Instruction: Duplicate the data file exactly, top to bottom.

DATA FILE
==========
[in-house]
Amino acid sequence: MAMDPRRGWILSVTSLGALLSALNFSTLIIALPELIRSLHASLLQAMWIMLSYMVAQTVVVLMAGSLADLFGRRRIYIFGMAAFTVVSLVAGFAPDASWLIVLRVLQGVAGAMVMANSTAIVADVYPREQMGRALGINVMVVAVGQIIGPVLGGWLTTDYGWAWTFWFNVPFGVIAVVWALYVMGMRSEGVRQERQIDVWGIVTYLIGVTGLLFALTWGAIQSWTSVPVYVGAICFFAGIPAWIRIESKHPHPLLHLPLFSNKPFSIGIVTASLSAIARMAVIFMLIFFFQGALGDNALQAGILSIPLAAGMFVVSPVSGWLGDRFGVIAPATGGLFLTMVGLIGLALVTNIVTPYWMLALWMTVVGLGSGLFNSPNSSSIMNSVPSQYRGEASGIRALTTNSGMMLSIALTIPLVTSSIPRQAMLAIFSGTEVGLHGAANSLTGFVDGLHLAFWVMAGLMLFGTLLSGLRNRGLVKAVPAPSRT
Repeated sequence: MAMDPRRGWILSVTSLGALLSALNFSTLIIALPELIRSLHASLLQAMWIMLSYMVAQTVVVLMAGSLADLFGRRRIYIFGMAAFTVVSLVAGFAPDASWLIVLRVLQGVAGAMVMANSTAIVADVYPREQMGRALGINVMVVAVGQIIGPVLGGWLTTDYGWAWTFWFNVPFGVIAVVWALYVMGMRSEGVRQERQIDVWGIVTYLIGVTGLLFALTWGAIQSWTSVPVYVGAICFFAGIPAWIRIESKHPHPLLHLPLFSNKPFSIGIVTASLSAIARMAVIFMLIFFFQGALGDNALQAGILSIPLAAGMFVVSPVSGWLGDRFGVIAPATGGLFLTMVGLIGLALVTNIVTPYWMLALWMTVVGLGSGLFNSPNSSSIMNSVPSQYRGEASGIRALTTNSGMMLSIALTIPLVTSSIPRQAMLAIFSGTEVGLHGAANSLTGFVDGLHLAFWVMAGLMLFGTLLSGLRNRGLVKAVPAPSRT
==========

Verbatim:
[in-house]
Amino acid sequence: MAMDPRRGWILSVTSLGALLSALNFSTLIIALPELIRSLHASLLQAMWIMLSYMVAQTVVVLMAGSLADLFGRRRIYIFGMAAFTVVSLVAGFAPDASWLIVLRVLQGVAGAMVMANSTAIVADVYPREQMGRALGINVMVVAVGQIIGPVLGGWLTTDYGWAWTFWFNVPFGVIAVVWALYVMGMRSEGVRQERQIDVWGIVTYLIGVTGLLFALTWGAIQSWTSVPVYVGAICFFAGIPAWIRIESKHPHPLLHLPLFSNKPFSIGIVTASLSAIARMAVIFMLIFFFQGALGDNALQAGILSIPLAAGMFVVSPVSGWLGDRFGVIAPATGGLFLTMVGLIGLALVTNIVTPYWMLALWMTVVGLGSGLFNSPNSSSIMNSVPSQYRGEASGIRALTTNSGMMLSIALTIPLVTSSIPRQAMLAIFSGTEVGLHGAANSLTGFVDGLHLAFWVMAGLMLFGTLLSGLRNRGLVKAVPAPSRT
Repeated sequence: MAMDPRRGWILSVTSLGALLSALNFSTLIIALPELIRSLHASLLQAMWIMLSYMVAQTVVVLMAGSLADLFGRRRIYIFGMAAFTVVSLVAGFAPDASWLIVLRVLQGVAGAMVMANSTAIVADVYPREQMGRALGINVMVVAVGQIIGPVLGGWLTTDYGWAWTFWFNVPFGVIAVVWALYVMGMRSEGVRQERQIDVWGIVTYLIGVTGLLFALTWGAIQSWTSVPVYVGAICFFAGIPAWIRIESKHPHPLLHLPLFSNKPFSIGIVTASLSAIARMAVIFMLIFFFQGALGDNALQAGILSIPLAAGMFVVSPVSGWLGDRFGVIAPATGGLFLTMVGLIGLALVTNIVTPYWMLALWMTVVGLGSGLFNSPNSSSIMNSVPSQYRGEASGIRALTTNSGMMLSIALTIPLVTSSIPRQAMLAIFSGTEVGLHGAANSLTGFVDGLHLAFWVMAGLMLFGTLLSGLRNRGLVKAVPAPSRT